If you feel like you need to keep taking Valium or you have a hard time quitting your prescription, it is important to speak with your doctor to get help. Additionally, if you take Valium regularly but find that you quickly feel like you need to take a larger dose to get the same level of anxiety relief or restful sleep, you may be developing tolerance. You need to get help from your prescribing physician to manage this issue.

Typically, benzodiazepine tolerance occurs to the milder side effects, such as:

  • Sedation
  • Motor coordination impairment
  • Dizziness

It is good to develop a tolerance to these side effects, as long as you continue to experience relief from anxiety or insomnia throughout your prescription. Reducing your sedation while the drug is active in your body can help you feel more awake and functional during your average day.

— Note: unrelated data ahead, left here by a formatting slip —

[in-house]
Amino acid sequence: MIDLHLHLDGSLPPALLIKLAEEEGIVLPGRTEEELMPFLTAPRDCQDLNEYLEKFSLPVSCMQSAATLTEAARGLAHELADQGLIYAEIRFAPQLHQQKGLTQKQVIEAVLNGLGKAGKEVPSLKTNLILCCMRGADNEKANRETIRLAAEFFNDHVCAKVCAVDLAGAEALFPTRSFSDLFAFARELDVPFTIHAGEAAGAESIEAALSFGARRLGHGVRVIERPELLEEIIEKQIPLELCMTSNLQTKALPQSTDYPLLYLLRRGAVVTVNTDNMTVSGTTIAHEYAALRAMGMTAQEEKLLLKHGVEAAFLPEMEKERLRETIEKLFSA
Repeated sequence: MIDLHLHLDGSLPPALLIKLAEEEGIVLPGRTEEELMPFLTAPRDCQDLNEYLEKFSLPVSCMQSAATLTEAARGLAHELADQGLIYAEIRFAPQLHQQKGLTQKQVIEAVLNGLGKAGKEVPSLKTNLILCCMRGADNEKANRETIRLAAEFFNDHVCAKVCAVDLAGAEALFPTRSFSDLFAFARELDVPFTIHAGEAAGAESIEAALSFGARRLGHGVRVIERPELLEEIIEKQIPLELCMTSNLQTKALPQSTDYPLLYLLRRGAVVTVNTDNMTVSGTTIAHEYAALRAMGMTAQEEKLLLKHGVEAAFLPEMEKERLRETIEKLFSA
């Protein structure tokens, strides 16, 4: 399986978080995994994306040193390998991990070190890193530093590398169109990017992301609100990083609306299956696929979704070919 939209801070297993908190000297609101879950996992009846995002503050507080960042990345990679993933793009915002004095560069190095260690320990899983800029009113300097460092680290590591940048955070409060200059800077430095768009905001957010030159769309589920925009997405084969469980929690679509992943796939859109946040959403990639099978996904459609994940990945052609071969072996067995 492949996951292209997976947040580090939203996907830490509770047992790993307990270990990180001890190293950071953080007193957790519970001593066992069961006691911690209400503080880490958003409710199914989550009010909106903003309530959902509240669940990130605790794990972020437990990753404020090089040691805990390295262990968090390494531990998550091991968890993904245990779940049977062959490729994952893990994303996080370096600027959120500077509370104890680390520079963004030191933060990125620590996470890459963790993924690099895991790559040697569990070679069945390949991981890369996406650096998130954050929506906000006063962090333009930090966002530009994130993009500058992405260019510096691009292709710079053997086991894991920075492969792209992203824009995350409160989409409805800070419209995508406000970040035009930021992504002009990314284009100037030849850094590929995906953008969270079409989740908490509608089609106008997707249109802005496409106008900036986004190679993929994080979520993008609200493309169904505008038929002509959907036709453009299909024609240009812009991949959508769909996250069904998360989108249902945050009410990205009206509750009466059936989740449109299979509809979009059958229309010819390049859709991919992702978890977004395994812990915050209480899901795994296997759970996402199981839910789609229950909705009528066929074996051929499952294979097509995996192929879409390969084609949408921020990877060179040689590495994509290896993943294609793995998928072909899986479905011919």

However, developing a tolerance for the primary effects of the drug also occurs, and this is less useful for people who need anti-anxiety medications more than on an as-needed basis. This may indicate that you need a break from benzodiazepines like Valium, or you should seek behavioral treatment instead.

Signs of Tolerance to Valium

The main sign that you are developing a tolerance to benzodiazepines is reduced effectiveness. This can occur in a month or two, or it can begin within the first week of taking the drug. This depends on the size of the Valium dose you received, and it can also depend on many other factors like genetics, personal health, family history of substance abuse or mental illness, and other risks.

Regardless, tolerance will develop faster than with other classes of drugs, so Valium quickly becomes less effective. Tolerance develops the fastest to these aspects:

  • Sedative effects (for feeling calm)
  • Hypnotic effects (for falling asleep)
  • Anticonvulsant effects (to reduce seizure risk)